What are some of the misconceptions job seekers have about your job?
AS: That we work for the candidate. Unfortunately, that is not the case, although I sometimes wish it was. We work for the client who pays us to find them a qualified individual for their opening. Sometimes candidates look to us as their personal representative responsible for finding them employment, and that’s not what we do. We will do everything we can to find someone a position by matching them up with as many job openings and clients that make sense for both parties. But working for a candidate specifically is not the responsibility of a recruiter or business model of a search firm.
An important piece of advice: If anyone ever asks a candidate to pay them to find them a job, they should run far and fast. No one should have to pay someone to find them a job. And usually the people who offer that service do not have clients with whom to place them, or they would choose to be recruiters.
What should job seekers know about your job as a recruiter?
AS: Recruiters – like everyone else – have intense time constraints because of the complexity of the business. Typically, we do not have time to eat or go to the power room. We are processing hundreds of candidates, emails and calls a day. So sending us continuous emails, calling constantly and having a negative or demanding tone when communicating, actually pushes us away from wanting to work with applicants. Job seekers need to understand that if a recruiter has asked to jump off the phone or holds on replying to an ongoing email conversation, it has nothing to do with the job seeker and they should be patient and understanding.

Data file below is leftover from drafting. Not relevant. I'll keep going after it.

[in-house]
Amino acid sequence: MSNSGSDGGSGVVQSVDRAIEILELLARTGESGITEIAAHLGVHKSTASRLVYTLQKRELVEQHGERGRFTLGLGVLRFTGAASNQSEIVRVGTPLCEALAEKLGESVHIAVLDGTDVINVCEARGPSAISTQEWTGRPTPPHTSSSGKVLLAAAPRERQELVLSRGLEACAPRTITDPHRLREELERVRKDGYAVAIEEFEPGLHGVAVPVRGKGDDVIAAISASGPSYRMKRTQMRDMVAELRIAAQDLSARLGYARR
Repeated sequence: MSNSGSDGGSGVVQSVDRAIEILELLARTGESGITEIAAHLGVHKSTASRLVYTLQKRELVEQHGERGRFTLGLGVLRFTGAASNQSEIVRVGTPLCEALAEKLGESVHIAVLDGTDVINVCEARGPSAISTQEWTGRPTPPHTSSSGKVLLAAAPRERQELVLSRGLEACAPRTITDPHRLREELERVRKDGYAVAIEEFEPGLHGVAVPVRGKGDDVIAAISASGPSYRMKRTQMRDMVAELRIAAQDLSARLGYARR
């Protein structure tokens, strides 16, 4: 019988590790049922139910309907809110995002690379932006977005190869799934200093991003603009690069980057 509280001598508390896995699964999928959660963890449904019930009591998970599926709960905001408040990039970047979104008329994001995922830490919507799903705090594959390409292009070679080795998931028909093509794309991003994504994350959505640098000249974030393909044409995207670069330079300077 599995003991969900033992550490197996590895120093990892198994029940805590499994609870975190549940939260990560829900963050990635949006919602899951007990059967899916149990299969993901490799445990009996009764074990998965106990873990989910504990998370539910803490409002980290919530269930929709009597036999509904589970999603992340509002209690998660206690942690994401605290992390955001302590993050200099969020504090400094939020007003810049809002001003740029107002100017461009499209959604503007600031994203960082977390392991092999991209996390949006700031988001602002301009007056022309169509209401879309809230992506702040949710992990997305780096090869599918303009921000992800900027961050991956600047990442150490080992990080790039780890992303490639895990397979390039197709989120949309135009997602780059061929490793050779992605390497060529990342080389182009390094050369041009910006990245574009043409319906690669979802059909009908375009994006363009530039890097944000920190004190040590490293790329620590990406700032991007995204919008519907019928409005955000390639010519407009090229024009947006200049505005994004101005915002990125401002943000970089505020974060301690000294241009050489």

Our not being back in touch right away does not mean that candidates are being ignored or that they don’t have good qualifications. It just means that our clients are driving us to find someone in particular, and/or we have urgent time-sensitive projects on our desk, at that moment in time. If we do not respond right away, rest assured we will when there is a specific opening for their consideration. If candidates want to leverage that possibility, the package they send us – resumes, cover letters, samples, account lists – should be highly impressive and extraordinarily well put together. They may end up compelling a recruiter to jump on working with the candidate, out of sheer excitement, intrigue and impression of value as a candidate.